The North Carolina Football Club wants to build a soccer stadium on state-owned land in downtown Raleigh, but it’s too early to say whether the plan is feasible, even if Major League Soccer picks the Triangle as part of its expansion.
The club on Wednesday unveiled a proposal to build a $150 million stadium and entertainment complex on Peace Street, across from Seaboard Station on the northern end of downtown. The proposal comes as part of an effort to jump from the North American Soccer League to MLS – the premier U.S. soccer league.
Under the plan, a 22,000-seat stadium would anchor a mixed-use complex with a conference center, 750,000 square feet of office space, 100,000 square feet of retail space, 1,200 residential units and at least 300 hotel rooms.
The 13-acre site, bounded by Peace, Salisbury and Lane streets, is part of the sprawling state government complex and houses several offices, including the Archdale Building and the State Capitol Police station.
NCFC wants to lease the land from the state, but it’s unclear whether government leaders are on board. Soccer officials met with state leaders earlier this year but didn’t discuss the specifics of a potential deal, said Billie Redmond, founder of TradeMark Properties, which is representing NCFC.
“We’ve had more of a ‘what if’ dialogue,” Redmond said. “We’ve not asked them to give us a yes or no.”
The goal of Wednesday’s announcement, she said, was “to start the dialogue, and to some degree to make it a public dialogue.”
NCFC owner Steve Malik on Tuesday sent an eight-page stadium proposal to Gov. Roy Cooper, Senate President Pro Tem Phil Berger and state House Speaker Tim Moore.
Berger plans to review the proposal, his spokeswoman said Wednesday. Cooper’s Department of Administration is reviewing Malik’s letter, spokeswoman Alexandra Mendoza said in an email.
Malik’s announcement was part of an event Wednesday aimed at showing Major League Soccer officials why they should include Raleigh in its latest expansion. There was a rally Wednesday evening downtown.
“This is another important step in our pursuit of a Major League Soccer Franchise,” Malik, a software entrepreneur, said in a statement. “Our vision is to make this facility a crown jewel for downtown Raleigh, providing a world-class sporting and social experience for fans and the community.”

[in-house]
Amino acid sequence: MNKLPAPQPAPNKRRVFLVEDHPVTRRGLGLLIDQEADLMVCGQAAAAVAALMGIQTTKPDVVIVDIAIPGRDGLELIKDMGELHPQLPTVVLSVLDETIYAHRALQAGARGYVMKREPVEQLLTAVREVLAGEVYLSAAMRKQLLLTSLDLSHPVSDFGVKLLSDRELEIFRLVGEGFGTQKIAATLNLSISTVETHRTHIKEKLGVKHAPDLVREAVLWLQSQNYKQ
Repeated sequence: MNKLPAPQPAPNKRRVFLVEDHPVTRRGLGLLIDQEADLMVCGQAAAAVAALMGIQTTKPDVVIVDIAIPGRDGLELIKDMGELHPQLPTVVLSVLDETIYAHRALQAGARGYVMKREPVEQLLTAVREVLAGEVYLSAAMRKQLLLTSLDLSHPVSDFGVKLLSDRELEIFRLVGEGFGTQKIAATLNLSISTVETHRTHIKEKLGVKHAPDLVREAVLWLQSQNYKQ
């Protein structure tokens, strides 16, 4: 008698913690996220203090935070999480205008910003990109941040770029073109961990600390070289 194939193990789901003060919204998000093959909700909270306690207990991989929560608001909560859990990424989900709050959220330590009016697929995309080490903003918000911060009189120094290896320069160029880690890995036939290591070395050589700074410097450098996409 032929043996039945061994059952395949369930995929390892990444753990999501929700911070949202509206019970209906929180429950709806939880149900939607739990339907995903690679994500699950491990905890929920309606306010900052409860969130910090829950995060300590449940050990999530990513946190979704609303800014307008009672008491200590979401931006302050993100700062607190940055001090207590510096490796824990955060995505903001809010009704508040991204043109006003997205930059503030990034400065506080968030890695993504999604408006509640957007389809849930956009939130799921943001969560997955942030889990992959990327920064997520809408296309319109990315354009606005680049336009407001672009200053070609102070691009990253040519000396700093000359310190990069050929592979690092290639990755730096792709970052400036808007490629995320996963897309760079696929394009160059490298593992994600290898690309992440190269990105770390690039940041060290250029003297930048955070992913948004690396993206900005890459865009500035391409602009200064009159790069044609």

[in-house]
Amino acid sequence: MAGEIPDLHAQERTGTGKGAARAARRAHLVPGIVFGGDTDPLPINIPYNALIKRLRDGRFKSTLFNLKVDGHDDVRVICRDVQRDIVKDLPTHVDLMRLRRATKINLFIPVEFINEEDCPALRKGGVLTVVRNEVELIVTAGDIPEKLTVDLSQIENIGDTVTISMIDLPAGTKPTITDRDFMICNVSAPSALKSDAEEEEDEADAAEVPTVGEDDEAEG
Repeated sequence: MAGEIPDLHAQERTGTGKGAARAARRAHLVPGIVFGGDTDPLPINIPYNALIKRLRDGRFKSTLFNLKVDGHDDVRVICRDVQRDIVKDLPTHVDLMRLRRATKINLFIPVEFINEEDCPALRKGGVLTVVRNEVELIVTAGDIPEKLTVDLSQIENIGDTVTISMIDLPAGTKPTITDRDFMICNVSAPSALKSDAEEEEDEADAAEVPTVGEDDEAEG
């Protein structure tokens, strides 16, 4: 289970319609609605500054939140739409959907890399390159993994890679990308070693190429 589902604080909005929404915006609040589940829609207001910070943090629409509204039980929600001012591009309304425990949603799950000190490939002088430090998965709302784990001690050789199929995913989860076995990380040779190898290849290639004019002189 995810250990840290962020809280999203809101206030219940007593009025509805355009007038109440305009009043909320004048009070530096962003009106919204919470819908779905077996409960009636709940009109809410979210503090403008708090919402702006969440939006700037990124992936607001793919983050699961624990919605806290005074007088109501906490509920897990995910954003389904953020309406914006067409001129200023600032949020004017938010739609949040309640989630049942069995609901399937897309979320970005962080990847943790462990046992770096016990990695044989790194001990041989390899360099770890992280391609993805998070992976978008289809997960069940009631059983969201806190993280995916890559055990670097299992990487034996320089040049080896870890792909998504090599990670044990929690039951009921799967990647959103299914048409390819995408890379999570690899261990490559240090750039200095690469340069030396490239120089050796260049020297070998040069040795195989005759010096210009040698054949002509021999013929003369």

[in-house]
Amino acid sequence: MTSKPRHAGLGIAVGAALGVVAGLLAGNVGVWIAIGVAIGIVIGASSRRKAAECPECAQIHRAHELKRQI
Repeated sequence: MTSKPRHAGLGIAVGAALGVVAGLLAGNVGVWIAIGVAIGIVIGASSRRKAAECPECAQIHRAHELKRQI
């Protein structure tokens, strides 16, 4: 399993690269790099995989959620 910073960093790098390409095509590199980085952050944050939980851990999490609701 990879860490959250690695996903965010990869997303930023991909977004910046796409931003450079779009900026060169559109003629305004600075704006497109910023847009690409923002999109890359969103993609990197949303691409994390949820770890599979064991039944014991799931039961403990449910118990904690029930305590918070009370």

Malik bought the RailHawks in 2015 and rebranded the franchise, making it clear he wanted to pursue an MLS expansion slot. NCFC plays at WakeMed Soccer Park in Cary.
The Triangle is competing against 11 other cities for four spots in the expansion: Charlotte; Sacramento; San Diego; Detroit; Nashville, Tenn.; Austin, Texas; St. Louis, Mo.; Phoenix; and Tampa/St. Petersburg, Fla.; Cincinnati; and San Antonio.
The Raleigh stadium, which would be six or seven stories tall, would host 20 MLS games a year and 65 other annual events, including youth and college games.
Tax money wouldn’t be used to build the stadium, according to plans. But Raleigh and Wake County could be asked to help with infrastructure upgrades.
Are they willing?
“It would be impossible for us to answer that question because no proposal has officially been presented to the City Council,” said Raleigh spokesman John Boyette.
The Wake County Board of Commissioners has previously voiced support for Major League Soccer.
“We love soccer in Wake County,” Sig Hutchinson, the board’s chairman, said in February. “We’ve got 10,000 kids in CASL,” he said, referring to the Capital Area Soccer League. “To me, we’re a soccer city.”
NCFC estimates it would take two years to build the stadium, and the project would create or support 1,960 jobs and generate $5.4 million in state tax revenue each year.
Malik is partnering with John Kane, whose company developed North Hills and who has entered the world of development downtown. Kane is building The Dillon, an ambitious project in the warehouse district, and he plans to put apartments and retail space on Peace Street, near the proposed stadium site.
Under the plan, Kane would build office towers next to the stadium to house state workers. Kane declined to comment on specifics, saying only that he’s eager to help the state government and NCFC.
About 965 state employees work in buildings on the proposed site, according to NCFC.
Former Gov. Pat McCrory launched a review of state-owned buildings in 2014, and the state put some properties up for sale. He said the Archdale Building should be demolished and called on the state to work with the private sector on redevelopment opportunities.
The site under consideration also has the Dobbs Building and the Raleigh and Gaston Seaboard Coast Line Building, which was built in 1882 and is on the National Register of Historic Places.
Cooper started his own review of state-owned properties earlier this year, saying in April that he wants to work with private businesses to improve downtown Raleigh, “but we don’t want to sacrifice unnecessarily state property that could be used for state purposes in the future.”
With or without a new stadium, the northern end of downtown is on the brink of several changes. The N.C. Department of Transportation is replacing the Wade Avenue bridge over Capital Boulevard and the Capital bridge over Peace Street, creating an improved gateway into downtown.
Raleigh plans to turn a 14-acre site near Peace Street and Capital Boulevard into a park with a greenway.
Redmond echoed Malik in saying the stadium would be the “crown jewel of downtown Raleigh.” NCFC hopes to reach a deal that benefits the neighborhood, the sports community and the state government, she said.
“What we want is the most detailed and comprehensive conversation about the state’s needs,” Redmond said. “The timing is right.”
Staff writers Luke DeCock and Colin Campbell contributed.